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Watching Earthshine

September 5, 2011

The Moon is just past first-quarter today. That means that sunlight illuminates a bit more than half of the lunar hemisphere that faces our way. But as the sky darkens this evening, you’ll also be able to see the dark portion of the lunar disk, because it’s illuminated by earthshine — sunlight that’s reflected from the surface of our own Earth.

In recent years, scientists have been watching this dark part of the Moon several nights a month as part of Project Earthshine. They’re interested because earthshine is a novel way of measuring Earth’s albedo — how bright it is. The albedo changes depending on the cloud cover — more clouds means a brighter Earth. The albedo is linked to the planet’s climate, so collecting data on earthshine could lead to a better understanding of the overall health of Earth’s environment.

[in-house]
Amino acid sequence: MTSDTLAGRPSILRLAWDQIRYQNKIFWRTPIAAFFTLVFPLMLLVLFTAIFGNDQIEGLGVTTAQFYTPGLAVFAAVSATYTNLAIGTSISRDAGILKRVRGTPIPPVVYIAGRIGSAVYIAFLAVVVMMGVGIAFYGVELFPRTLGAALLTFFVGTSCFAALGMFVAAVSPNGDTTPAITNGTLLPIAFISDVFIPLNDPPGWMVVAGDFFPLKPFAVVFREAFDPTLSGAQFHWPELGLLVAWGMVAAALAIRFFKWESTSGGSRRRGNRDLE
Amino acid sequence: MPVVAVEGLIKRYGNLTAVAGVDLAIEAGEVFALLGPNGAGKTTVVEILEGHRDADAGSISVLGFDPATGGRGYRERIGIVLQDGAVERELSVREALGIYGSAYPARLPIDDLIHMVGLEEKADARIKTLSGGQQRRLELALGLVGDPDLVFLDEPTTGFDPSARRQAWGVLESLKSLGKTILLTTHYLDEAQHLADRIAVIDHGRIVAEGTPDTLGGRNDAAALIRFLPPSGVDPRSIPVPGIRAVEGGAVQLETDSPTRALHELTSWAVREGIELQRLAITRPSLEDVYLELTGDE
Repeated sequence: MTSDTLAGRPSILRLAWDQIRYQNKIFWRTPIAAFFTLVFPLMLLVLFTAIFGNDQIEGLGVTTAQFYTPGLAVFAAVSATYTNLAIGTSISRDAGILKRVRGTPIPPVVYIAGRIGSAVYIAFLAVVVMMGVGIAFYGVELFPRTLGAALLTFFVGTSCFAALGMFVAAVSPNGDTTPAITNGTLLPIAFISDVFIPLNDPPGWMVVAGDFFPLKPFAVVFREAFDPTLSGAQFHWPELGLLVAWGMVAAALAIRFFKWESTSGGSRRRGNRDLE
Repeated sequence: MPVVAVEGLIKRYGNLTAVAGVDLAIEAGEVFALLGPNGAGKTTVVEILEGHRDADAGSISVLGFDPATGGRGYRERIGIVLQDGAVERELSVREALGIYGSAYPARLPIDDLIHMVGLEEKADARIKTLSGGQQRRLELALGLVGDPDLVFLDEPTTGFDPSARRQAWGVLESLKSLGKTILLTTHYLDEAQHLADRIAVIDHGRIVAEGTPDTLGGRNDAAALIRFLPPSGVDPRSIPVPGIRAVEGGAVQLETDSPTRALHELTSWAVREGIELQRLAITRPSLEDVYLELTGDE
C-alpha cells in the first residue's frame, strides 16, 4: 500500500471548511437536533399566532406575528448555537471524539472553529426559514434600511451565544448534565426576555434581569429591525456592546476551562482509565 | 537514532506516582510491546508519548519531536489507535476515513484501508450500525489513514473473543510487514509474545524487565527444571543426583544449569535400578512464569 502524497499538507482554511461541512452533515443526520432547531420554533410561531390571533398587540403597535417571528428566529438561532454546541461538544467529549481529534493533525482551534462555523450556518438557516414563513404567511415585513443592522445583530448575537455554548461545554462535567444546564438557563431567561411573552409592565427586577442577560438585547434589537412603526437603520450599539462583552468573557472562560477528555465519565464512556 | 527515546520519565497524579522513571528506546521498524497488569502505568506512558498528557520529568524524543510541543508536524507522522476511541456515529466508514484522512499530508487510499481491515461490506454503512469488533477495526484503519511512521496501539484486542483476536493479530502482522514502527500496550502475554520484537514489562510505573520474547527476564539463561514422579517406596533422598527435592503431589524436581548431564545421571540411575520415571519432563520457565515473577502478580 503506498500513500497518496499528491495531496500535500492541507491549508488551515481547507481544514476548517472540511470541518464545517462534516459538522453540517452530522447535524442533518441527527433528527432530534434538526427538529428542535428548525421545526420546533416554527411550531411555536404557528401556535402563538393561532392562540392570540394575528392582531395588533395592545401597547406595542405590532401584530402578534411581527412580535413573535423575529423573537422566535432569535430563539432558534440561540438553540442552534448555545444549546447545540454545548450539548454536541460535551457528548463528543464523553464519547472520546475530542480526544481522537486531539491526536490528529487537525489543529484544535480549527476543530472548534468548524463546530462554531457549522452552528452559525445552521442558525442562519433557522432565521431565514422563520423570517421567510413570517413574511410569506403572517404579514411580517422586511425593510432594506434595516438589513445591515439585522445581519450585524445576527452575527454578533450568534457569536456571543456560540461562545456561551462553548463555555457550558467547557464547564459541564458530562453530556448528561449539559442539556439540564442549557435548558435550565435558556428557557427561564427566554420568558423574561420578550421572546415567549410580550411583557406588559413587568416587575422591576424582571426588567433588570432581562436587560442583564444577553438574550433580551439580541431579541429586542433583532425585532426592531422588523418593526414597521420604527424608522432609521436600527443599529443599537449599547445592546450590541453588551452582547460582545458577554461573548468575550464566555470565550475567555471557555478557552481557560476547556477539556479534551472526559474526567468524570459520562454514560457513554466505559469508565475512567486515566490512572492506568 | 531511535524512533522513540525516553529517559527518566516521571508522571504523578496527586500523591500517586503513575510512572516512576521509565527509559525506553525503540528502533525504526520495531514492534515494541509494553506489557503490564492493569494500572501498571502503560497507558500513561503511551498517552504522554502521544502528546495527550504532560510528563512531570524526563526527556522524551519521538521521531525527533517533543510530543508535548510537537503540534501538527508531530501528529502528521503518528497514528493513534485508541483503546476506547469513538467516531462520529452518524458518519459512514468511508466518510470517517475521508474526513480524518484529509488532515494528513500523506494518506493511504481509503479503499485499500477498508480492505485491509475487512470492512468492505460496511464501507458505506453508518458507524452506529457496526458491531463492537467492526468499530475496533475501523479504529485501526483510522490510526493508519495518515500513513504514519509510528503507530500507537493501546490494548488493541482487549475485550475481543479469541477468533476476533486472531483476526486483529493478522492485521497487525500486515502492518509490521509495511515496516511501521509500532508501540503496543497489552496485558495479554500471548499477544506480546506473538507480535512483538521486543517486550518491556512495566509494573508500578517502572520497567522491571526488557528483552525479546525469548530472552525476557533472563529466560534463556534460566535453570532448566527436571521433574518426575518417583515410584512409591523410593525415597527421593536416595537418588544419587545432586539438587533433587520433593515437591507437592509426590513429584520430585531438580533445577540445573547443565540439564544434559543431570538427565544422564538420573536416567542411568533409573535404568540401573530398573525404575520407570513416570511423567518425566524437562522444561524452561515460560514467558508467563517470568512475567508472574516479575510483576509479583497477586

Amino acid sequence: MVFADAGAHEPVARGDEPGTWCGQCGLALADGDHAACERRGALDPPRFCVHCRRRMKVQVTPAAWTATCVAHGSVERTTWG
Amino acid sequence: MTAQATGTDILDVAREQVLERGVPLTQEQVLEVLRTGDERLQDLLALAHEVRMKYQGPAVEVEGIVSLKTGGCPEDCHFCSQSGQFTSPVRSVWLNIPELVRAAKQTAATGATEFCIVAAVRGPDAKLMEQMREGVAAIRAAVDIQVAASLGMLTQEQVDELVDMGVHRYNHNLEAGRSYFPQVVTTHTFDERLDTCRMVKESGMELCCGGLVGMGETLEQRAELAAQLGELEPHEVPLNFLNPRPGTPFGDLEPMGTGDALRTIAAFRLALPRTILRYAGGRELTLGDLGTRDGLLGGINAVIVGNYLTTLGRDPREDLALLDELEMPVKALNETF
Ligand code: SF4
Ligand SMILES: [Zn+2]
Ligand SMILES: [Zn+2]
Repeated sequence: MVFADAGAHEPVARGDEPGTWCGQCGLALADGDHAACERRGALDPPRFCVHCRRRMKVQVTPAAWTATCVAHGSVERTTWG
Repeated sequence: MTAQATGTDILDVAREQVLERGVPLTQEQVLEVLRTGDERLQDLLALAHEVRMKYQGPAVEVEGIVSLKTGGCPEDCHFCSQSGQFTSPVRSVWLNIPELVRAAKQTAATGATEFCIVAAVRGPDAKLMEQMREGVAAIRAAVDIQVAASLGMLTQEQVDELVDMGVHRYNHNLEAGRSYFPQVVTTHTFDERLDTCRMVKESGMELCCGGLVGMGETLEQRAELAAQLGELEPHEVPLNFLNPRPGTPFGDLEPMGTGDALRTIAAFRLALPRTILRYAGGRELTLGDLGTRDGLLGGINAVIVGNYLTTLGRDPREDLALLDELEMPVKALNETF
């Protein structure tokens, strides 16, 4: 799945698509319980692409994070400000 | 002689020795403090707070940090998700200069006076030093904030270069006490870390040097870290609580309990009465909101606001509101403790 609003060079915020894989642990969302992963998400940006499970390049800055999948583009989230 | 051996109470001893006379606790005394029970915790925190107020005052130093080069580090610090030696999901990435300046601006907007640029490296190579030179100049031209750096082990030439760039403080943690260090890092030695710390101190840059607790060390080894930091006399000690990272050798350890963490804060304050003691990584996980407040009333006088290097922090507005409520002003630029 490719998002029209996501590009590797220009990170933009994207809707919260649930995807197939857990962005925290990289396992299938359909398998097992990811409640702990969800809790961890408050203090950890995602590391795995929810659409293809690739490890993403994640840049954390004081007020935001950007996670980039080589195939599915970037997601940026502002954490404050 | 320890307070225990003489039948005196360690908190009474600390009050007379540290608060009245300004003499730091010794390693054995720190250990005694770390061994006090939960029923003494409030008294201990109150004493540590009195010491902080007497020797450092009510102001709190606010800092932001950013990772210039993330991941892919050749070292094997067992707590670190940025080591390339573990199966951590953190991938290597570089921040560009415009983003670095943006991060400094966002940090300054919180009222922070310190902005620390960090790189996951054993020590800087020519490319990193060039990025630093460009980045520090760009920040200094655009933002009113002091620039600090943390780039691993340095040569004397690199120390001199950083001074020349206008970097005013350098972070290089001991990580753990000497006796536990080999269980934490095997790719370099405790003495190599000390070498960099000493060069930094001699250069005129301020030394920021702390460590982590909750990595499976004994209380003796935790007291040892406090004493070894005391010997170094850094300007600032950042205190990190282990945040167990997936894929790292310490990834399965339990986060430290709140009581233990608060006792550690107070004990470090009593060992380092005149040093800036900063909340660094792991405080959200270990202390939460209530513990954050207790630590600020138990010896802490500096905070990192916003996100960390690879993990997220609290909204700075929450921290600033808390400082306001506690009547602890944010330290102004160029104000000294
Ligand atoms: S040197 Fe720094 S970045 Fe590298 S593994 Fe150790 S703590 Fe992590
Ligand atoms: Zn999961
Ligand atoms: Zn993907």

The project is carried out by astronomers at the Big Bear Observatory in southern California, and at observatories in the Canary Islands and the Crimea. They aim small telescopes at the Moon and carefully record the light from the dark side. They need only small telescopes because the Moon is so bright — even the dark side.

In addition to providing a way to monitor Earth’s cloud cover, earthshine may also prove useful in studies of other phenomena that affect Earth’s albedo, such as volcanic ash in the upper atmosphere.

We’ll talk about a mission that’ll look below the lunar surface tomorrow.


Script by Robert Tindol, Copyright 2011


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